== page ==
Along this path, they have an opportunity to present a more positive vision of professional sport to their country and the world: one in which a relentless contest on the field can coexist with respect, warmth and affability between competitors, reaffirming the principle that sport matters - but only up to a point, and not so much that athletes have the desire or feel the need to subvert their humanity in service of it.
The schedule for the 2020 Farah Palmer Cup was released last Friday, with games set to kick off on Saturday 22 August - the weekend after Super Rugby Aotearoa concludes. This gives the women’s provincial game 3 rounds to itself before the Mitre 10 Cup begins on Friday 11 September.
While its second round will lose some attention because of the North v South game taking place on the evening of Saturday 29 August, this will be partially mitigated by the fact that an exciting young Auckland team will get to face off against Waikato in a curtain-raiser at Eden Park.
There are 13 more fixtures scheduled as double-headers with Mitre 10 Cup games throughout the season, with Taranaki - whose fixtures have been moved from Yarrow Stadium for 2020 as a consequence of safety concerns - the only one of the 13 competing provinces not to stage such an event. (Southland have historically not fielded a side in the FPC.)
In something of an oversight on New Zealand Rugby’s part, the official Mitre 10 Cup fixture list does not reciprocate and note that these FPC games are also taking place on the same dates at the same grounds. Additionally, all 13 of the women’s fixtures take up the earlier of the 2 matchday slots, reinforcing the notion that the men’s games are the main event - and keeping women’s rugby on the undercard.
Pass of the week
Even with all the drama and intrigue of Round 6 of Super Rugby Aotearoa, some of last weekend’s most compelling action was found at a school game in Christchurch. Christ’s College prevailed over Christchurch Boys’ 28-27 in a back-and-forth encounter that culminated with a replacement prop shrugging off 3 defenders and tearing away to score from 20 metres out.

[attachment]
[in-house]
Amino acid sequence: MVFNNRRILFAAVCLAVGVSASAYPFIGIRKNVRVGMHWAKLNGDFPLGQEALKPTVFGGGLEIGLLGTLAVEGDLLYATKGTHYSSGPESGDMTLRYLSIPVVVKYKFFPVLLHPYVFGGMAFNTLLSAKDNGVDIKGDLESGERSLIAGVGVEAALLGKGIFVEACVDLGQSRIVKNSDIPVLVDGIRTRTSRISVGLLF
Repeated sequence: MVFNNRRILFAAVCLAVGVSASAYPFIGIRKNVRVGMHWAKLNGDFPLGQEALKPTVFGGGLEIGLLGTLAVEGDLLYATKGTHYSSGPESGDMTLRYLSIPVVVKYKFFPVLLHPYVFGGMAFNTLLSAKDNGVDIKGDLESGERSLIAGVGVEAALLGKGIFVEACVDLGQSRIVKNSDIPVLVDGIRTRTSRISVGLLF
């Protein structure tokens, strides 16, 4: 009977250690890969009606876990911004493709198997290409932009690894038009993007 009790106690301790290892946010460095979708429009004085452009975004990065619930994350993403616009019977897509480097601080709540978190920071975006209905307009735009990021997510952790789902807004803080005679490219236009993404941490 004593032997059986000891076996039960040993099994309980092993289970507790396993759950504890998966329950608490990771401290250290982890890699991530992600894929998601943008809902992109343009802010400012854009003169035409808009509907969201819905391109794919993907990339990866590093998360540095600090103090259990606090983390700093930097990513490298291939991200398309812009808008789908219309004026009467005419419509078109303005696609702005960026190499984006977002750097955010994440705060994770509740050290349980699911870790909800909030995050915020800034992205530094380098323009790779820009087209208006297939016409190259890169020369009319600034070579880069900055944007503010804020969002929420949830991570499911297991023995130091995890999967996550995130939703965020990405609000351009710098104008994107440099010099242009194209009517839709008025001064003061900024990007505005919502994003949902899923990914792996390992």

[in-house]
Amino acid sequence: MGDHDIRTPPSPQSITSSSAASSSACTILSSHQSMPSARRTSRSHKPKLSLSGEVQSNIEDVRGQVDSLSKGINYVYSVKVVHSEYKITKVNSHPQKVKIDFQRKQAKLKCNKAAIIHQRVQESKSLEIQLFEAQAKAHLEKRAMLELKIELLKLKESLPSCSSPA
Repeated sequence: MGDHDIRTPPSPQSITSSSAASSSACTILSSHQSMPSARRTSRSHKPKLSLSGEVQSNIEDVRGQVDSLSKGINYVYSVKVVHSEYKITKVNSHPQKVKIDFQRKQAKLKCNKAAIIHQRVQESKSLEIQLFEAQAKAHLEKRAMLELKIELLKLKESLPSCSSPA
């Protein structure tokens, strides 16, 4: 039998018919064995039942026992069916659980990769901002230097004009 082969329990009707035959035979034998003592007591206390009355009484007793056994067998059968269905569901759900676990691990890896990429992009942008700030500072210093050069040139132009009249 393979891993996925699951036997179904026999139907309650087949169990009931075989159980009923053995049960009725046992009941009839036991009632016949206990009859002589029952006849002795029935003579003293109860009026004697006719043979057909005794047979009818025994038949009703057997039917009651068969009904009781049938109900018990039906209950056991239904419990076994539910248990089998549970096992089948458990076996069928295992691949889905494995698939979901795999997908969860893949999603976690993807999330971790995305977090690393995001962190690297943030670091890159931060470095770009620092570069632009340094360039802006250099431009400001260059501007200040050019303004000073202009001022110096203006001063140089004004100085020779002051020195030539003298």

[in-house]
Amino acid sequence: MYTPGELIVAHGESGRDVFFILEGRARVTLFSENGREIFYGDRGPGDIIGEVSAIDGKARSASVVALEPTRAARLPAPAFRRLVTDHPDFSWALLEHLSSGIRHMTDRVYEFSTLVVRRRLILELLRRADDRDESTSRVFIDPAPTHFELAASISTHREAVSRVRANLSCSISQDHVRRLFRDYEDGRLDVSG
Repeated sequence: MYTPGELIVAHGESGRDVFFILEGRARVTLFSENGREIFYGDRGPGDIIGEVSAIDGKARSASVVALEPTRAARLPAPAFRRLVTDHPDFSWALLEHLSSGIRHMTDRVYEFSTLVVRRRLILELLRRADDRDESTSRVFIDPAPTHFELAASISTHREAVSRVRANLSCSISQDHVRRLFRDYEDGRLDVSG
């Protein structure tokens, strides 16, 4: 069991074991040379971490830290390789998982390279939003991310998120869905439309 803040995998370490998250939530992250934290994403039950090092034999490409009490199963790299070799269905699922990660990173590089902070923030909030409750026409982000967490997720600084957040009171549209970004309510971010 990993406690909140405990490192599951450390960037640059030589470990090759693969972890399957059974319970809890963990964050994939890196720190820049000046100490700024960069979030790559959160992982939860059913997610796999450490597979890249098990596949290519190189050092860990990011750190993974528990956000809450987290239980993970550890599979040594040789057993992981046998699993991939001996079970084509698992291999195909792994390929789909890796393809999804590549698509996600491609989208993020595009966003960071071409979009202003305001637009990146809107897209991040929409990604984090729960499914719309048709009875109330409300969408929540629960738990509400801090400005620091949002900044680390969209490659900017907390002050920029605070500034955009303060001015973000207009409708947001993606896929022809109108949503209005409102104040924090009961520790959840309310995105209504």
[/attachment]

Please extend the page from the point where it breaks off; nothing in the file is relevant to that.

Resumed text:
However, the most widely shared video from the match was an acrobatic finish at the corner flag from Boys’ High wing Will Brownie. In the build-up to that try, a young CBHS second row showed one of the reasons why he’s so highly regarded in the Crusaders and New Zealand Rugby development systems.
Jamie Hannah made the Crusaders Junior Knights Development Camp squad a year young last July, and followed that up with further representative selections in September - for the New Zealand Barbarians Schools side - and December (when he was selected for the New Zealand team that takes part in the annual Condor Sevens tournament).
By the 16th minute of the game, Hannah - who is now in his final year of school - had already displayed his power in contact on the defensive side of the ball. When Boys’ High then got another opportunity to go on the attack inside the Christ’s half, the lock (wearing number 4) was able to use this explosiveness to create space for his outside back to capitalise on.
On the phase preceding the score, Hannah comes onto the ball at first receiver with pace before swivelling and playing a deft pull-back to his first five-eighth. Despite getting hit and taken to ground by a Christ’s defender as he releases the pass, he is quickly back to his feet and around the corner, clapping to demand the ball from his scrum-half on the next phase.
Having played a pass back to his 10 only seconds earlier, he appears to sense Fletcher Anderson - a loose forward who was also selected for the Crusaders Junior Knights as a Year 12 student last year - sitting off in defence to respect this option again, and accelerates into contact between 2 hesitant tacklers.